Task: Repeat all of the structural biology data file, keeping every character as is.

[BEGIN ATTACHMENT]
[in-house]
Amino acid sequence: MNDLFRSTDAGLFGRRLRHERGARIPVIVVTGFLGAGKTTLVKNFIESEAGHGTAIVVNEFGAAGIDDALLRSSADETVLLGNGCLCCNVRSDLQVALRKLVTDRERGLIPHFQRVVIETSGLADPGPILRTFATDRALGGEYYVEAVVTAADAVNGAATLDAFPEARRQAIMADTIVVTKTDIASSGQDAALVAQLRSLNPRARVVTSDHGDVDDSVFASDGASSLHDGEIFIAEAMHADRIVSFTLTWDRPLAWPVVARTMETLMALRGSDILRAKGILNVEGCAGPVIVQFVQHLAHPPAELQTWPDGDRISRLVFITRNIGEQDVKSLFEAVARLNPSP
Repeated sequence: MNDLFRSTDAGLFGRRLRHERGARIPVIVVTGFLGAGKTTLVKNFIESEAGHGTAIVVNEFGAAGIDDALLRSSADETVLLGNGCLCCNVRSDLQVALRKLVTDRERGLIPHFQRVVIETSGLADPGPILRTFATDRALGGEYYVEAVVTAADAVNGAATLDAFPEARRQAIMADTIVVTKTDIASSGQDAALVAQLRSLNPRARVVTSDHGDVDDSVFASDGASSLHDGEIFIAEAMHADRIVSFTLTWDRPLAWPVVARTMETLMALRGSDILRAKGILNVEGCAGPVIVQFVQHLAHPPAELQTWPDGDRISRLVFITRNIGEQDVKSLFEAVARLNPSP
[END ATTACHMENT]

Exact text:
[in-house]
Amino acid sequence: MNDLFRSTDAGLFGRRLRHERGARIPVIVVTGFLGAGKTTLVKNFIESEAGHGTAIVVNEFGAAGIDDALLRSSADETVLLGNGCLCCNVRSDLQVALRKLVTDRERGLIPHFQRVVIETSGLADPGPILRTFATDRALGGEYYVEAVVTAADAVNGAATLDAFPEARRQAIMADTIVVTKTDIASSGQDAALVAQLRSLNPRARVVTSDHGDVDDSVFASDGASSLHDGEIFIAEAMHADRIVSFTLTWDRPLAWPVVARTMETLMALRGSDILRAKGILNVEGCAGPVIVQFVQHLAHPPAELQTWPDGDRISRLVFITRNIGEQDVKSLFEAVARLNPSP
Repeated sequence: MNDLFRSTDAGLFGRRLRHERGARIPVIVVTGFLGAGKTTLVKNFIESEAGHGTAIVVNEFGAAGIDDALLRSSADETVLLGNGCLCCNVRSDLQVALRKLVTDRERGLIPHFQRVVIETSGLADPGPILRTFATDRALGGEYYVEAVVTAADAVNGAATLDAFPEARRQAIMADTIVVTKTDIASSGQDAALVAQLRSLNPRARVVTSDHGDVDDSVFASDGASSLHDGEIFIAEAMHADRIVSFTLTWDRPLAWPVVARTMETLMALRGSDILRAKGILNVEGCAGPVIVQFVQHLAHPPAELQTWPDGDRISRLVFITRNIGEQDVKSLFEAVARLNPSP